Europe in times of war and the desire for peace
1. 1900-1945: Europe in Times of War and the Desire for Peace. 2. 1.War and Peace in the 20th century. 2.Propaganda 3. Pacifism 3. 1. War and Peace in the 20th Century …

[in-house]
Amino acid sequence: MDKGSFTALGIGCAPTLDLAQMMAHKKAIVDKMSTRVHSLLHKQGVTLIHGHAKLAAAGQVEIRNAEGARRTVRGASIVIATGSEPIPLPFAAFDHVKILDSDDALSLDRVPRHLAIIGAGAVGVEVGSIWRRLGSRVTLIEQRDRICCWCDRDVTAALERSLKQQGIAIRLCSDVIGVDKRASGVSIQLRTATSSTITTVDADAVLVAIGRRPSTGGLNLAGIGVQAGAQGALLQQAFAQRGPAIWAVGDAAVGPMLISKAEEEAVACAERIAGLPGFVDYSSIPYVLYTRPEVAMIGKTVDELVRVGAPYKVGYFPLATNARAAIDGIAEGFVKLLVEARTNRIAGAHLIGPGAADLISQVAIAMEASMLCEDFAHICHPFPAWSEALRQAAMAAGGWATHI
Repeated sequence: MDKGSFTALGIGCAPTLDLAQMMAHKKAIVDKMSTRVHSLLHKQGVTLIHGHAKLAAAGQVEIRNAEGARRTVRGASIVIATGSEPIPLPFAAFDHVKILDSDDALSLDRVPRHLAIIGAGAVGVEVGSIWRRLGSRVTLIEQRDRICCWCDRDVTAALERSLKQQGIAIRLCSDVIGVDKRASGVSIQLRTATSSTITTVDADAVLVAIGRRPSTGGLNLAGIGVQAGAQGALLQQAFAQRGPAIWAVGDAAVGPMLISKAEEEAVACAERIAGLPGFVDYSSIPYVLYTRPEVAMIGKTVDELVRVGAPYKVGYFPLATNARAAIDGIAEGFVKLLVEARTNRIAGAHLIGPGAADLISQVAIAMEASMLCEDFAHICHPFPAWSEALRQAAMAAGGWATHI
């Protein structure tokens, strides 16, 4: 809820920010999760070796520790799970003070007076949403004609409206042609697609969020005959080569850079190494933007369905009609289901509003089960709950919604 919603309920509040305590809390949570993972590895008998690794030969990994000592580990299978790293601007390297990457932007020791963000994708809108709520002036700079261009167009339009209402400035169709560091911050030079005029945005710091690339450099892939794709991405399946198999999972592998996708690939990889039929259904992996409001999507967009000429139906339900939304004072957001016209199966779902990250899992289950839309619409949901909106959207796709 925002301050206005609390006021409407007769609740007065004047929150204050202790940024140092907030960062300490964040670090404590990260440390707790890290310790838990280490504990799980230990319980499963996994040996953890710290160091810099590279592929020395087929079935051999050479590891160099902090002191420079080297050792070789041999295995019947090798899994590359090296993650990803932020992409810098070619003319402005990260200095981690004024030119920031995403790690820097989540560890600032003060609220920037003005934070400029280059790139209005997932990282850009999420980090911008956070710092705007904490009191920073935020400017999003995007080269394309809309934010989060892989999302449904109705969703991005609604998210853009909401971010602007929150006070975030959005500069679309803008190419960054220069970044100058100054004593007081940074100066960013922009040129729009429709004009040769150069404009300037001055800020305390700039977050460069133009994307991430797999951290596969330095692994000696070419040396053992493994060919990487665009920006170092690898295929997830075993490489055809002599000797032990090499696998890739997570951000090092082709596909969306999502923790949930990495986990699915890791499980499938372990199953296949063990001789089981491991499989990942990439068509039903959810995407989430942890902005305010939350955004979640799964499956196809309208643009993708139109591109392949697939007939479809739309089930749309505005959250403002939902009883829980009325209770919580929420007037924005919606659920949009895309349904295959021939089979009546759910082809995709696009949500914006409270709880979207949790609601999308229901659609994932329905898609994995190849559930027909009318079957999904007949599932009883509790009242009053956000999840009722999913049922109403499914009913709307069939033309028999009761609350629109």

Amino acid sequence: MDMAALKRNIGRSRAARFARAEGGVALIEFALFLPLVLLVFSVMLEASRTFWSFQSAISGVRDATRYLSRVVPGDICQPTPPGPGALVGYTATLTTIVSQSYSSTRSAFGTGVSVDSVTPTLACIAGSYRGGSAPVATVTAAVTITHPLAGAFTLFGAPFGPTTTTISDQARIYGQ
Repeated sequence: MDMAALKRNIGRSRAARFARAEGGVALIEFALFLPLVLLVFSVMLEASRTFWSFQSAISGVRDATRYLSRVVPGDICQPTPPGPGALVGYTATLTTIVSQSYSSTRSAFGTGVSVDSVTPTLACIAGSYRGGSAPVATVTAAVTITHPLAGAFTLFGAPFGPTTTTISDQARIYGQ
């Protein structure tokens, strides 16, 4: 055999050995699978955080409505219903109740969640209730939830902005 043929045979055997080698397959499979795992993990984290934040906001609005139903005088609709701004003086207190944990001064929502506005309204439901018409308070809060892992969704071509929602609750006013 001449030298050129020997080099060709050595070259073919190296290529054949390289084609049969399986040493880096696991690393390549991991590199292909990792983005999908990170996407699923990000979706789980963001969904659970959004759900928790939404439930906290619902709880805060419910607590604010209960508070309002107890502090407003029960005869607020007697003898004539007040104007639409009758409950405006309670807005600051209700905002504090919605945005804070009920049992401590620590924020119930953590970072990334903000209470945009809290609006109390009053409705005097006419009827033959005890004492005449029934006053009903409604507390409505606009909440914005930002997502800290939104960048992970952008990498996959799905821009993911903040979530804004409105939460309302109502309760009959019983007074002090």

1. 1900-1945: Europe in Times of War and the Desire for Peace. 2. 1.War and Peace in the 20th century. 2.Propaganda 3. Pacifism 3. 1. War and Peace in the 20th Century The 20th century was the most murderous in recorded history. The total number of deaths caused by or associated with its wars has been estimated at 187 million, more than 10% of the world’s population in 1913. Taken as having begun in 1914 it, it was a century of almost unbroken war, dominated by world wars. This century cannot be treated as a single block, chronologically it falls into 3 periods: The era of world war centred on Germany (1914 to 1945) The era of confrontation between the two superpowers aka Cold War (1945 to 1989) The era since the end of the classic international power system An important characteristics of war in the 20th century is the erosion of the distinction between combatants and non-combatants. The two world wars of the first half of the century involved the entire population of countries at war; both combatants and non-combatants suffered. In the course of the century the burden of the war shifted from armed forces to civilians, who were first the victims the the object of military or military-political operations. The contrast between WWI and WWII is dramatic: 5% of those who died in WWI were civilians, in WWII the figure increased to 66%, 80% is today a realistic figure. 4. French Casualties WW1 Monuments aux Morts are French War memorials commemorating the heavy losses of WWI. Over 36.000 monuments have been built so people would remember the 1.327.000 soldiers killed. 5. War Memorials Though most memorials celebrate the glorious dead some denounce war with figures of grieving widows, orphans or wounded soldiers. 6. World Casualties WWII 7. Strategic Bombing Strategic bombing during World War II includes any government undertaking independent air campaigns of a clearly strategic intent. This includes the sustained bombing of railways, harbours, workers' housing, and industrial districts in enemy territory. Chambéry (France) Dresden (Germany) London (United Kingdom) 8. 2. Propaganda Propaganda is the use of various media to influence public opinion by presenting selective information, or lying by omission. Magazines, television, radio, internet and such things have all become instruments propaganda and political warfare. Though very elusive propaganda can be defined as "the deliberate, systematic attempt to shape perceptions, manipulate cognition, and direct behaviour to achieve a response that furthers the desired intent of the propagandist. The First World War was the first war in which the mass media played a significant part in disseminating news from the Fighting Front to the Home Front. It was also the first war to target systematically produced government propaganda at the general public. All the belligerents were therefore compelled to recognise that they had to justify the righteousness of the war and, to this end, themes such as patriotism and nationalism played an important role. 9. 2. Propaganda By 1918, it had become clear that propaganda was a fact of modern society. For some it represented the solution to the challenges of the twentieth century; for others, its greatest threat. The sheer volume and intensity of the literature on propaganda published in the interwar period, largely in response to its deployment in the First World War, attests both to its contemporary importance and to its contested status. This literature established a series of assumptions (now largely discredited by scholars) that were difficult to dislodge: propaganda was an unseen, almost mystic, force in society that could manipulate the thoughts and behaviour of the vulnerable masses at will. Its success was undoubted and the repercussions for both liberal democracy and for fledgling European dictatorships considerable. 10. Le Canard enchaîné ( English: The Chained Duck or The Chained Paper) is a satirical newspaper published weekly since 1915. It was founded to resist militarist propaganda during WWI and fight censorship. It continued to publish and grow in popularity and influence until it was forced to suspend publication during the occupation of France in 1940 and resume publication after WWII. Many of the Canard's early contributors were members of the Communist and Socialist parties, but it shed its alignment with those groups in the 1920s. Its current owners are not tied to any political or economic group. It now avoids any political alignment, and has gained a reputation for publishing incriminating stories and criticizing any political party with no preference. The Canard does not accept any advertisements. Newspapers were expected to print what the government wanted the reader to read. These were designed to develop and strengthen the current of hatred that was already engendered in France. The same thing was done in every participating country– untrue headlines were tolerated and even encouraged by the authorities. During World War I, postal censorship was in force, as the authorities thought it necessary to control the public's morale and thus engaged in a sort of psychological warfare. Censorship was current during the war, leading to the creation of Le Canard enchaîné. 11. 3. Pacifism The word “pacifisme” first occurs in France at the beginning of the 20th century. The word was coined by French peace activist Emile Arnaud and adopted at the 10th Universal Peace Congress in Glasgow in 1901. Quite a large number of dictionaries and encyclopaedias and most historians define Pacifism as “an unconditional rejection of all form of warfare”. Pacifists reject war and believe there is no moral grounds which can justify resorting to war. War, for the pacifist, is always wrong. French pacifism covers the whole political spectrum from far right to far left. Socialist Party poster campaingning for general disarmament. 12. While French schoolteachers of the late nineteenth century have been celebrated for teaching patriotism and converting 'peasants into Frenchmen', their interwar counterparts have enjoyed little such acclaim. Once the war was over, teachers saw themselves as the caretakers of the national memory. But in the highly nationalistic period following the war, the question became what exactly was that memory and how should it be shaped? How should one teach about the events of 1914- 1918? Textbooks published between 1918 and 1924 tended to portray the war as a triumph of French courage and unity. The books stressed German atrocities and French heroism and urged French schoolchildren above all, "Do Not Forget!" Ironically, what did get forgotten in these texts were casualties, the participation of women, and the grim realities of four years of bloodletting. Contemporary critics have condemned French pacifist schoolteachers of the interwar decades for cultivating anti patriotism and facilitating the defeat of 1940. Drawn to pacifist ideals in the aftermath of World War I, schoolteachers sought to 'morally disarm' the nation by purging their classrooms of the militaristic images, symbols, narratives, and values that had led their generation to accept war without question in 1914. At the same time, however, their teaching remained rooted in longstanding patriotic and republican traditions. 13. A current of discourse had emerged among soldiers and civilians that condemned the war as a meaningless slaughter. This language was given political shape by a nucleus of dissident socialists and pacifists who blamed the Allies as much as the Germans for the catastrophe and turned war into the absolute enemy. From 1925, one of their leading figures, Victor Marguerite, ran an influential campaign for “moral disarmament”. The more mainstream language of pacifism was that based on arbitration, collective security and international law. Such ideas were rooted in nineteenth-century liberalism and had received their first enactment at the Hague Peace Conferences of 1899 and 1907 and the setting up of the League of Nations. The League of Nations was set up in the hope that international cooperation and collective resistance to aggression might prevent another war. Members of the League were entitled to the assistance of other members if they came under attack. The policy of collective security ran in parallel with measures to achieve international disarmament and where possible was to be based on economic sanctions against an aggressor. 14. In 1926, the French Foreign Minister, Aristide Briand, received the German delegation at Geneva as Germany entered the League of Nations. On this highly symbolic occasion, he declared: « Is it not a moving spectacle [...] that barely a few years after the most frightful war that has ever convulsed the world, when the battlefields are still almost damp with blood [...] the same peoples which clashed so roughly meet in this peaceful assembly and affirm mutually their common desire to collaborate in the work of universal peace? [...] Messieurs, peace for France and Germany means that the series of painful and bloody encounters that has stained every page of history is over; over too, are the long veils of mourning for sufferings which will never ease. No more wars, no more brutal and bloody solutions to our differences! [...] Away with rifles, machine-guns, cannon! Make way for conciliation, for arbitration, for peace! 15. Chamberlain's policy of appeasement emerged from the failure of the League of Nations to enforce collective security. It appeared to be ineffectual when confronted by the aggression of dictators, notably Germany's remilitarization of the Rhineland, and Italy's invasion of Abyssinia. The Munich Agreement was a settlement permitting Nazi Germany’s annexion of portions of Czechoslovakia along the country's borders mainly inhabited by German speakers: Sudetenland. The agreement was negotiated at a conference held in Munich, Germany, among the major powers of Europe: Germany, Italy, Great Britain and France. Today, it is widely regarded as a failed act of appeasement toward Germany. “Pourquoi mourir pour Danzig? (Why Die For Danzig) was the title of an article by Neo- Socialist Marcel Déat, published on May 4, 1939 in the Parisian newspaper L’Œuvre. The article concerned one of the Nazi ultimatums to the Second Polish Republic, regarding the demand to transfer control of the Free City of Danzig (Gdańsk) to Germany. In the article, Déat argued in favour of the appeasement policy. He asserted that France had no interest in defending Poland, and that Hitler would be satisfied after receiving the territory he (rightfully, according to Déat) demanded. Opposition to World War II was mostly vocal during the early part of World War II, and stronger still before the war started while appeasement and isolationism were considered viable diplomatic options. In France PCF (French Communist Party) and Communist-led organizations including veterans of the Spanish Civil War, opposed the war during the period of the Hitler-Stalin Pact but then turned into hawks after Germany invaded the Soviet Union.